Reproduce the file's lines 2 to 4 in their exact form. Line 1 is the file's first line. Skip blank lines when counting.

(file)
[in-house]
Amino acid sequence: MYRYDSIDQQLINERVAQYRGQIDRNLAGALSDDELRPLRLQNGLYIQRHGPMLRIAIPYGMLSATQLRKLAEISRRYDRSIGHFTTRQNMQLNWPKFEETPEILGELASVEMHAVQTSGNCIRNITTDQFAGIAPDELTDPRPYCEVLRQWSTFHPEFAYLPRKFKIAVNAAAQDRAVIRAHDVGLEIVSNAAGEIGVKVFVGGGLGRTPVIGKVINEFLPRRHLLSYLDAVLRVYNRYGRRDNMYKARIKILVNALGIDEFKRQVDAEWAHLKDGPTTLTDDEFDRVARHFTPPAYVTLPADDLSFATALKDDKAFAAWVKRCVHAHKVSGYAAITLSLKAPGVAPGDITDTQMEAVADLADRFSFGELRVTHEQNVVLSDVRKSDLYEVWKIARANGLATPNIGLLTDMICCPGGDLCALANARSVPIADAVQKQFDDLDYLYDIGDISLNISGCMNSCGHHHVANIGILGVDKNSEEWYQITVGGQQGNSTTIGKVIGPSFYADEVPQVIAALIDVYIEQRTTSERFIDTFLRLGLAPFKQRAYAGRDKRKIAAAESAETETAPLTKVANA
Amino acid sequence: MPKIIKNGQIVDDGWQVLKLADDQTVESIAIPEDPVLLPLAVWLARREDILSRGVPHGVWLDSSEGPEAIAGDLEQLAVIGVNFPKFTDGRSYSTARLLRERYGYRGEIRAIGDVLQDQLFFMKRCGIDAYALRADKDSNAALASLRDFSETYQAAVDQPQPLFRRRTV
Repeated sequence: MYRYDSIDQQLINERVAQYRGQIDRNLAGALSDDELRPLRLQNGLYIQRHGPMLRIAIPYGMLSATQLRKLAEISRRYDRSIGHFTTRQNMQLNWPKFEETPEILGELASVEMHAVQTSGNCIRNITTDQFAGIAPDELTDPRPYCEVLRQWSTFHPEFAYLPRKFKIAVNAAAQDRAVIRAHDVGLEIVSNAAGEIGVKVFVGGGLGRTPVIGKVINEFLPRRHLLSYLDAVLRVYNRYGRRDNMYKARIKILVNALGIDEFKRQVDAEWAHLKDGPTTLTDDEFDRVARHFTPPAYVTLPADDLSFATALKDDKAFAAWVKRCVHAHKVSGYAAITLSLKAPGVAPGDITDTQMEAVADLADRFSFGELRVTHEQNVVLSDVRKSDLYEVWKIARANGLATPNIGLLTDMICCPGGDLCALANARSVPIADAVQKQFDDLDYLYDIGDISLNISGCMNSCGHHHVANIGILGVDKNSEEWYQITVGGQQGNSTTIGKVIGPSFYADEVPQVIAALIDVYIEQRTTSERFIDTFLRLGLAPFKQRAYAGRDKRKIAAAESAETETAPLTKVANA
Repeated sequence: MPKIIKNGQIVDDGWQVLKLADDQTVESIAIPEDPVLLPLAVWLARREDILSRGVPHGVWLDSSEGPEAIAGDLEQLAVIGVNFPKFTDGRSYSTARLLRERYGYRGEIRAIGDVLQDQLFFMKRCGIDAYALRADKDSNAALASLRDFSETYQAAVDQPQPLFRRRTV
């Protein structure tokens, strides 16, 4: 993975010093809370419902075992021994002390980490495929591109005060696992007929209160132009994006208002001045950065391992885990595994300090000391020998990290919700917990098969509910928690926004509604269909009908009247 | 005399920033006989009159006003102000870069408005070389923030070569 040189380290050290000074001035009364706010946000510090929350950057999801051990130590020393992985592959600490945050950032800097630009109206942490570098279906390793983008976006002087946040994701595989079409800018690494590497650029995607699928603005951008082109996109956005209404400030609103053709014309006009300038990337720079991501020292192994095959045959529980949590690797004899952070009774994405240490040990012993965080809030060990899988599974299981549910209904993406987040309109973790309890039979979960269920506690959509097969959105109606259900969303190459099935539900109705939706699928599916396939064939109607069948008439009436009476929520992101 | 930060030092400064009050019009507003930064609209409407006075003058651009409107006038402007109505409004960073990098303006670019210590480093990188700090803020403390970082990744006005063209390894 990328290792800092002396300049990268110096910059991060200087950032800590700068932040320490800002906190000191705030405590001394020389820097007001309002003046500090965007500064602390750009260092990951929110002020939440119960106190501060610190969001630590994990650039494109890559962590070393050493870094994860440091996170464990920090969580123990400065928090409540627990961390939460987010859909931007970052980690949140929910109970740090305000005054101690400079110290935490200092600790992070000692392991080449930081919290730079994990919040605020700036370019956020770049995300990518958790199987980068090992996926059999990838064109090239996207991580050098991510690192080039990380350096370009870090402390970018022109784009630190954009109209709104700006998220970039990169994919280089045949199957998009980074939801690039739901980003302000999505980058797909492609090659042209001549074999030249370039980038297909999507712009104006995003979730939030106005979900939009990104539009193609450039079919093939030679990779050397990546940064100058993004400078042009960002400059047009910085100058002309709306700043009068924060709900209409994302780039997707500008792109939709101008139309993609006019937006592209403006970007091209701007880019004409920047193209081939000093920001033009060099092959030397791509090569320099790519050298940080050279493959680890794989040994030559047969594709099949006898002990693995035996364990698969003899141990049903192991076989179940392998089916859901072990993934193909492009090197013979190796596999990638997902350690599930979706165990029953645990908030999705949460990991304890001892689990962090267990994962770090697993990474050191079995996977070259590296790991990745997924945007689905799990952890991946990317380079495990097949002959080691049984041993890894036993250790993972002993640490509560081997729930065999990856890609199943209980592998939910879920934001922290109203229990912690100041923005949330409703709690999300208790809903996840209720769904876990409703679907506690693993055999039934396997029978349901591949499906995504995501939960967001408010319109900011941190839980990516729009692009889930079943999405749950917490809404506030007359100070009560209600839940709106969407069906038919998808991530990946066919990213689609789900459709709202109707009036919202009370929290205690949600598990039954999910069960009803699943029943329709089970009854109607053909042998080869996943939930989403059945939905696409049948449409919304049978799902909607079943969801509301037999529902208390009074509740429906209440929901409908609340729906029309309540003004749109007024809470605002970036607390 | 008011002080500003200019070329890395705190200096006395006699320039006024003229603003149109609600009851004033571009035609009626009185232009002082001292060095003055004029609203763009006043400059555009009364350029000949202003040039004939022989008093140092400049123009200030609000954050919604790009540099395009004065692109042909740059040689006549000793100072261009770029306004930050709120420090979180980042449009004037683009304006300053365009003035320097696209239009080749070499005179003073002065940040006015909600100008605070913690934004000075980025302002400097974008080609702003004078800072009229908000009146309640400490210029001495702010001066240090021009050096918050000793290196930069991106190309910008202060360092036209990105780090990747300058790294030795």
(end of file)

Amino acid sequence: MYRYDSIDQQLINERVAQYRGQIDRNLAGALSDDELRPLRLQNGLYIQRHGPMLRIAIPYGMLSATQLRKLAEISRRYDRSIGHFTTRQNMQLNWPKFEETPEILGELASVEMHAVQTSGNCIRNITTDQFAGIAPDELTDPRPYCEVLRQWSTFHPEFAYLPRKFKIAVNAAAQDRAVIRAHDVGLEIVSNAAGEIGVKVFVGGGLGRTPVIGKVINEFLPRRHLLSYLDAVLRVYNRYGRRDNMYKARIKILVNALGIDEFKRQVDAEWAHLKDGPTTLTDDEFDRVARHFTPPAYVTLPADDLSFATALKDDKAFAAWVKRCVHAHKVSGYAAITLSLKAPGVAPGDITDTQMEAVADLADRFSFGELRVTHEQNVVLSDVRKSDLYEVWKIARANGLATPNIGLLTDMICCPGGDLCALANARSVPIADAVQKQFDDLDYLYDIGDISLNISGCMNSCGHHHVANIGILGVDKNSEEWYQITVGGQQGNSTTIGKVIGPSFYADEVPQVIAALIDVYIEQRTTSERFIDTFLRLGLAPFKQRAYAGRDKRKIAAAESAETETAPLTKVANA
Amino acid sequence: MPKIIKNGQIVDDGWQVLKLADDQTVESIAIPEDPVLLPLAVWLARREDILSRGVPHGVWLDSSEGPEAIAGDLEQLAVIGVNFPKFTDGRSYSTARLLRERYGYRGEIRAIGDVLQDQLFFMKRCGIDAYALRADKDSNAALASLRDFSETYQAAVDQPQPLFRRRTV
Repeated sequence: MYRYDSIDQQLINERVAQYRGQIDRNLAGALSDDELRPLRLQNGLYIQRHGPMLRIAIPYGMLSATQLRKLAEISRRYDRSIGHFTTRQNMQLNWPKFEETPEILGELASVEMHAVQTSGNCIRNITTDQFAGIAPDELTDPRPYCEVLRQWSTFHPEFAYLPRKFKIAVNAAAQDRAVIRAHDVGLEIVSNAAGEIGVKVFVGGGLGRTPVIGKVINEFLPRRHLLSYLDAVLRVYNRYGRRDNMYKARIKILVNALGIDEFKRQVDAEWAHLKDGPTTLTDDEFDRVARHFTPPAYVTLPADDLSFATALKDDKAFAAWVKRCVHAHKVSGYAAITLSLKAPGVAPGDITDTQMEAVADLADRFSFGELRVTHEQNVVLSDVRKSDLYEVWKIARANGLATPNIGLLTDMICCPGGDLCALANARSVPIADAVQKQFDDLDYLYDIGDISLNISGCMNSCGHHHVANIGILGVDKNSEEWYQITVGGQQGNSTTIGKVIGPSFYADEVPQVIAALIDVYIEQRTTSERFIDTFLRLGLAPFKQRAYAGRDKRKIAAAESAETETAPLTKVANA